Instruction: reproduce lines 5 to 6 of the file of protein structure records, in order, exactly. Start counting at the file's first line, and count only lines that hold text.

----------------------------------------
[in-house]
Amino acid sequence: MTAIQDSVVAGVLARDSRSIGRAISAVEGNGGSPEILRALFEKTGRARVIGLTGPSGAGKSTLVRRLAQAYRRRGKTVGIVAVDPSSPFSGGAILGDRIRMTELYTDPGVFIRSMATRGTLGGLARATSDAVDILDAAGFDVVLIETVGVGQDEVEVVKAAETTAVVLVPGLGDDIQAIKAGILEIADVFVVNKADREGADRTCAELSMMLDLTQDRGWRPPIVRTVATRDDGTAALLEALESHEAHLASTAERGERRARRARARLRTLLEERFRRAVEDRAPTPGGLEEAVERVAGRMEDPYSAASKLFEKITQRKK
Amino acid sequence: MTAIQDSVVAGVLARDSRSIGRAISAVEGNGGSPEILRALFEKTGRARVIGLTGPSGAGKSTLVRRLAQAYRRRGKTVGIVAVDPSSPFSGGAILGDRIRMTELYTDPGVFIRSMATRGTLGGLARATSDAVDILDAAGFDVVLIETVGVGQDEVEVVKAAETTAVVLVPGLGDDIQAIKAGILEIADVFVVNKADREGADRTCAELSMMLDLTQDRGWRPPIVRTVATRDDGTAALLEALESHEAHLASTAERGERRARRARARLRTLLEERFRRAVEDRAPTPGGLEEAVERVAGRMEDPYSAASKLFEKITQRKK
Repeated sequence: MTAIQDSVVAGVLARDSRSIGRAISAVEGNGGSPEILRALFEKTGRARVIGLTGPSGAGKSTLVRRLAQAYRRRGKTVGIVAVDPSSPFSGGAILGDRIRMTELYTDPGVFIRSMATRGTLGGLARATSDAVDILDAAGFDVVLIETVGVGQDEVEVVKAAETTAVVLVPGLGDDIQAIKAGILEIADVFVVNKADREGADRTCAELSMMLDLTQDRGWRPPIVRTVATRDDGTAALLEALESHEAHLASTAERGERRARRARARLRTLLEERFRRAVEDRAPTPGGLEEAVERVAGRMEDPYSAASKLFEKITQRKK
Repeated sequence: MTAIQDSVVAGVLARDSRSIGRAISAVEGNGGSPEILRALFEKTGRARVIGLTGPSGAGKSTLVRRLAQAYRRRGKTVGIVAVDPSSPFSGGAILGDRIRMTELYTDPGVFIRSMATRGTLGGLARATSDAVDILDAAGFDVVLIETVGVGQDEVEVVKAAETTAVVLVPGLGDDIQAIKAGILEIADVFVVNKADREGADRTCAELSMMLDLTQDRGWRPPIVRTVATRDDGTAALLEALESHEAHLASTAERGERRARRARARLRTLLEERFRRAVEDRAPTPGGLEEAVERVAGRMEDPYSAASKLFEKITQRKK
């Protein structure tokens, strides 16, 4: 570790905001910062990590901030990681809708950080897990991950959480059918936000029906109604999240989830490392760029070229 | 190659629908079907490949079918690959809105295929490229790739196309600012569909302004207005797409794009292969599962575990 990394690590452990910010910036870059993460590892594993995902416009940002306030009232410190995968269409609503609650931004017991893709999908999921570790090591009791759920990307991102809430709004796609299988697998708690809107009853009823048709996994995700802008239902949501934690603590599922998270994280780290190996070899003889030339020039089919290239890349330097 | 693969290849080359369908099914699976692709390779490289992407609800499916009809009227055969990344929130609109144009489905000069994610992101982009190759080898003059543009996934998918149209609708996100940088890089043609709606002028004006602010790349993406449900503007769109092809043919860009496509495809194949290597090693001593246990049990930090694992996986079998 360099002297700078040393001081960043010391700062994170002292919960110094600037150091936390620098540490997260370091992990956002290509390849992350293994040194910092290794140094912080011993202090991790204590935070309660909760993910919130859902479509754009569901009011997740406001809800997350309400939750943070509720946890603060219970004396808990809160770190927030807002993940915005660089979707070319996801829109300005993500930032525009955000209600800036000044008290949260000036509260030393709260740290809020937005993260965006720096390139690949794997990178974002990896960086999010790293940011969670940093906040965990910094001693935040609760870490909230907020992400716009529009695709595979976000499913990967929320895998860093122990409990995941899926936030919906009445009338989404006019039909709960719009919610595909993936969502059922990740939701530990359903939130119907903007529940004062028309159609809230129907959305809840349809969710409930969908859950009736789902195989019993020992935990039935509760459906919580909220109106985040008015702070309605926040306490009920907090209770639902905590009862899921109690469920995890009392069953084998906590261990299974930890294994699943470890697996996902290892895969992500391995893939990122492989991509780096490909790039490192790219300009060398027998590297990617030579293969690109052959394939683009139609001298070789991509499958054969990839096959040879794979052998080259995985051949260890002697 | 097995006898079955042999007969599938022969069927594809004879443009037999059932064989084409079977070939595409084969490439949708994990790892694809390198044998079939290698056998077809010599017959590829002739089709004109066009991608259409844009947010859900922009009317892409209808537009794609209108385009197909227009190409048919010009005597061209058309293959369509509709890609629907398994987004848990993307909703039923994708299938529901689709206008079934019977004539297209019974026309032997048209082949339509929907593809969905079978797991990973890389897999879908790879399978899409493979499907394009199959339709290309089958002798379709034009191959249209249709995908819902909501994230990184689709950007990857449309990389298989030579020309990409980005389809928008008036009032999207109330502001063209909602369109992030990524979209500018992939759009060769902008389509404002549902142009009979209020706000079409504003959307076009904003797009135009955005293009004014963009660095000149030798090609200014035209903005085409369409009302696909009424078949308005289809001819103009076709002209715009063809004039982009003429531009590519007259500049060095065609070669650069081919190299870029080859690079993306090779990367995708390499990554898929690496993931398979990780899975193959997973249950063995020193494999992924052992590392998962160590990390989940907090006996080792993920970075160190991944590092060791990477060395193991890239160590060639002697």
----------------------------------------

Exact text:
Repeated sequence: MTAIQDSVVAGVLARDSRSIGRAISAVEGNGGSPEILRALFEKTGRARVIGLTGPSGAGKSTLVRRLAQAYRRRGKTVGIVAVDPSSPFSGGAILGDRIRMTELYTDPGVFIRSMATRGTLGGLARATSDAVDILDAAGFDVVLIETVGVGQDEVEVVKAAETTAVVLVPGLGDDIQAIKAGILEIADVFVVNKADREGADRTCAELSMMLDLTQDRGWRPPIVRTVATRDDGTAALLEALESHEAHLASTAERGERRARRARARLRTLLEERFRRAVEDRAPTPGGLEEAVERVAGRMEDPYSAASKLFEKITQRKK
């Protein structure tokens, strides 16, 4: 570790905001910062990590901030990681809708950080897990991950959480059918936000029906109604999240989830490392760029070229 | 190659629908079907490949079918690959809105295929490229790739196309600012569909302004207005797409794009292969599962575990 990394690590452990910010910036870059993460590892594993995902416009940002306030009232410190995968269409609503609650931004017991893709999908999921570790090591009791759920990307991102809430709004796609299988697998708690809107009853009823048709996994995700802008239902949501934690603590599922998270994280780290190996070899003889030339020039089919290239890349330097 | 693969290849080359369908099914699976692709390779490289992407609800499916009809009227055969990344929130609109144009489905000069994610992101982009190759080898003059543009996934998918149209609708996100940088890089043609709606002028004006602010790349993406449900503007769109092809043919860009496509495809194949290597090693001593246990049990930090694992996986079998 360099002297700078040393001081960043010391700062994170002292919960110094600037150091936390620098540490997260370091992990956002290509390849992350293994040194910092290794140094912080011993202090991790204590935070309660909760993910919130859902479509754009569901009011997740406001809800997350309400939750943070509720946890603060219970004396808990809160770190927030807002993940915005660089979707070319996801829109300005993500930032525009955000209600800036000044008290949260000036509260030393709260740290809020937005993260965006720096390139690949794997990178974002990896960086999010790293940011969670940093906040965990910094001693935040609760870490909230907020992400716009529009695709595979976000499913990967929320895998860093122990409990995941899926936030919906009445009338989404006019039909709960719009919610595909993936969502059922990740939701530990359903939130119907903007529940004062028309159609809230129907959305809840349809969710409930969908859950009736789902195989019993020992935990039935509760459906919580909220109106985040008015702070309605926040306490009920907090209770639902905590009862899921109690469920995890009392069953084998906590261990299974930890294994699943470890697996996902290892895969992500391995893939990122492989991509780096490909790039490192790219300009060398027998590297990617030579293969690109052959394939683009139609001298070789991509499958054969990839096959040879794979052998080259995985051949260890002697 | 097995006898079955042999007969599938022969069927594809004879443009037999059932064989084409079977070939595409084969490439949708994990790892694809390198044998079939290698056998077809010599017959590829002739089709004109066009991608259409844009947010859900922009009317892409209808537009794609209108385009197909227009190409048919010009005597061209058309293959369509509709890609629907398994987004848990993307909703039923994708299938529901689709206008079934019977004539297209019974026309032997048209082949339509929907593809969905079978797991990973890389897999879908790879399978899409493979499907394009199959339709290309089958002798379709034009191959249209249709995908819902909501994230990184689709950007990857449309990389298989030579020309990409980005389809928008008036009032999207109330502001063209909602369109992030990524979209500018992939759009060769902008389509404002549902142009009979209020706000079409504003959307076009904003797009135009955005293009004014963009660095000149030798090609200014035209903005085409369409009302696909009424078949308005289809001819103009076709002209715009063809004039982009003429531009590519007259500049060095065609070669650069081919190299870029080859690079993306090779990367995708390499990554898929690496993931398979990780899975193959997973249950063995020193494999992924052992590392998962160590990390989940907090006996080792993920970075160190991944590092060791990477060395193991890239160590060639002697």